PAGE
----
Desert Isle Keeper
Well, now those people who like a soft, sensitive, sweet hero – beware!! Philip Evelyn Desborough Hawksbury, Earl of Rothermere, better known as Hawk by his military friends, is about as arrogant and devilish as they come. I loved him. Especially since he met his match in this book with young, headstrong Frances Kilbracken. Watching these two butt heads is the most fun you can have reading a book.
Hawk’s father, obviously the donor of Hawk’s more devilish attributes, contrives to get his second son married after his heir is killed in a yachting accident. Pretending a fatal illness, he tells Hawk of a Scottish man who saved his life from bandits, and in return, the Marquis promised the hand ofhis son to one of the Scotman’s daughters. Now that Hawk is the new heir, it’s his duty to uphold his father’s honor and go collect his wife – while his father is still alive to meet her.
Though it goes against everything he wants in life, Hawk does his duty to his ailing father. He travels to Scotland where he must choose between three young women. Two of the women are titillated and anxious to be chosen, but Frances, in no hurry to leave her homeland and her father, wants nothing to do with the arrogant Englishman. The only way she can see to get out of the muddle is to present herself as a dowdy mouse with nothing to recommend her as wifely material.
But this plans backfires. Hawk, after spending much of his time in the military, is presently enjoying his stint in London with his mistress and all the routs. Knowing if he chooses one of the lovely sisters he’ll be forced to take them about London, he instead chooses Frances, thinking she’s so plain and withdrawn, she’ll be happy to stay on his estate in York and leave him to his own devices. Frances is forced to wed Hawk, and in the hopes he’ll leave her quickly, she keeps up her mouse facade. But there is the bedding to contend with, and Hawk, under the misguided conclusions that wives and ladies receive no pleasure from sex, does little to make the experience pleasant for Frances. It’s a lot of respectful fumbling in the dark with no kissing and no unnecessary touching. Frances hates it and him, and Hawk, finding no pleasure in the act, is anxious to return to his mistress. Especially when he gets to his father’s estate, only to find the man in the peak of health. Knowing he’s been duped and well and truly caught, Hawk leaves for London.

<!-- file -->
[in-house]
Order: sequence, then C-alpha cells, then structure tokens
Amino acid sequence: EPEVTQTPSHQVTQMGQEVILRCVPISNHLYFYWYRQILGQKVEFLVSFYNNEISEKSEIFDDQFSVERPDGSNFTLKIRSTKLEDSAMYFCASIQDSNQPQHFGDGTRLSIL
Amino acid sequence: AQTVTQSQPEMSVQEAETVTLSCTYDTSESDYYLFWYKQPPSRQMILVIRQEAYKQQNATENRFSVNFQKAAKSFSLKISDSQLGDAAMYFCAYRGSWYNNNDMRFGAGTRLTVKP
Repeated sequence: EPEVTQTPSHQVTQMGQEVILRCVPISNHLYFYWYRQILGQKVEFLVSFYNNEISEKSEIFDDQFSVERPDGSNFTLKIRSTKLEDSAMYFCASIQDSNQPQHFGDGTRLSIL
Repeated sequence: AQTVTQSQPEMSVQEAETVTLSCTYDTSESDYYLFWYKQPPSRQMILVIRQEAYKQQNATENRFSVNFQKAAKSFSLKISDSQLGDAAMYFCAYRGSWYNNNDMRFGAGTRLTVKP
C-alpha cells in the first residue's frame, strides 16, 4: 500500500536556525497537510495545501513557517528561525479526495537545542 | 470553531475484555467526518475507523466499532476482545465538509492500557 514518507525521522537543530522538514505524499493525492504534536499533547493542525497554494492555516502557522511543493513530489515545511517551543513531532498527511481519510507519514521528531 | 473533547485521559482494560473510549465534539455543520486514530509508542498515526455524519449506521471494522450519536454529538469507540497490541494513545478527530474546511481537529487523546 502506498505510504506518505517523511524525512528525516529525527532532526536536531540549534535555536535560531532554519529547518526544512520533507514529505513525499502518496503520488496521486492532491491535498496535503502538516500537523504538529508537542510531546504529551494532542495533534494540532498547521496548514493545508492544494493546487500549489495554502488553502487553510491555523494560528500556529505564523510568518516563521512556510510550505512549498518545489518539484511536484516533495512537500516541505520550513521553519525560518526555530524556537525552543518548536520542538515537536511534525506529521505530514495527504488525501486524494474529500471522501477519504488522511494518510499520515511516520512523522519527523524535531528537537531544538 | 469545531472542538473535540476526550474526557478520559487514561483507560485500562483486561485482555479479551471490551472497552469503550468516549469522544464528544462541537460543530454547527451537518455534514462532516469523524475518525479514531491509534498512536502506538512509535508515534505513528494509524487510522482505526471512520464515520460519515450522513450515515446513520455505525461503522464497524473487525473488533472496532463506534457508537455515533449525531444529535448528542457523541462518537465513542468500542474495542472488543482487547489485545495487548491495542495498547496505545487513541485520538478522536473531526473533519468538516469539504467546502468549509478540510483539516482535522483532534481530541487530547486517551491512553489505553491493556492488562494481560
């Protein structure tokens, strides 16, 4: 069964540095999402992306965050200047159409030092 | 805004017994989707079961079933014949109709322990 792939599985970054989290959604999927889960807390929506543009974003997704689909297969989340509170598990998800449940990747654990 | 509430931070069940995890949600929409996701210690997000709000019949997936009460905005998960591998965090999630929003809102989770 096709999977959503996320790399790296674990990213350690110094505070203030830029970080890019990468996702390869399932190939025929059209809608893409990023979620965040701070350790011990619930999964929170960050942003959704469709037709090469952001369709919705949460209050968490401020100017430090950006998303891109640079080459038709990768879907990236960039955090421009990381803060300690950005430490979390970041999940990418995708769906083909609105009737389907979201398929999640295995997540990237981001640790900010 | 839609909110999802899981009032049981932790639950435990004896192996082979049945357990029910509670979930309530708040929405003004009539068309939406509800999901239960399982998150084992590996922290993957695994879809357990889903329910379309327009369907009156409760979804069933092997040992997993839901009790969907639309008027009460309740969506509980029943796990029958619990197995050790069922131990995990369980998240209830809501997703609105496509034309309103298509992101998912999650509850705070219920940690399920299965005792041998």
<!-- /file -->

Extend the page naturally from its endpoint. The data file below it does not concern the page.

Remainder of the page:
Once alone on his estate, Frances throws herself into managing the horse stables Hawk owns. Frances has a way with horses and enthusiastically goes about making the horse farm well respected again, with the hopes of getting the horses back into the races. Hawk, feeling guilty for leaving her behind while he wallows in London, is easily convinced by his mistress that he should go home and seduce his wife. (Amalie, Hawk’s blue-stocking mistress, makes an adorable secondary character. Good-hearted and concientious, you can’t help but like her.)
His shock upon returning home and finding Frances – not the homely Frances he left behind, but a Frances that’s so gorgeous she makes his teeth ache – is only the start of the fireworks. Hawk now knows he’s been played for a fool and as they both struggle to get the upper hand – while finally getting to really know each other – they fall in love. Sex becomes lovemaking, more powerful than Hawk had ever expected and more incredible than Frances could have ever dreamed. Each is hesitant to admit their growing feelings to the other. Hawk remembers the awful start they had and how Frances practically forced his away to London, and Frances remembers that he never wanted a wifein the first place.
As Hawk and Frances equally love and fight, a terrible truth is uncovered. Hawk’s brother didn’t die by accident, but was murdered, and someone is out to destroy their horses, but why? It all ties together in a wonderful mystery that brings a full cast of characters together in a hilarious debacle. One of the things I loved most about this book was that Ms. Coulter didn’t try the unbelievable task of making Hawk a tame lapdog in the end. Hawk loves Frances, she knows it, but they still argue and fight and he’s still arrogant and cocky (though his Mistress days are a thing of the past). Even in the following books, when these two are reintroduced, Hawk and Frances stay in character. The love is apparent, but so are the two very strong personalities – and the conflicts that often arise from concern and caring. It’s a wonderful book, and a terrific introduction to the next two.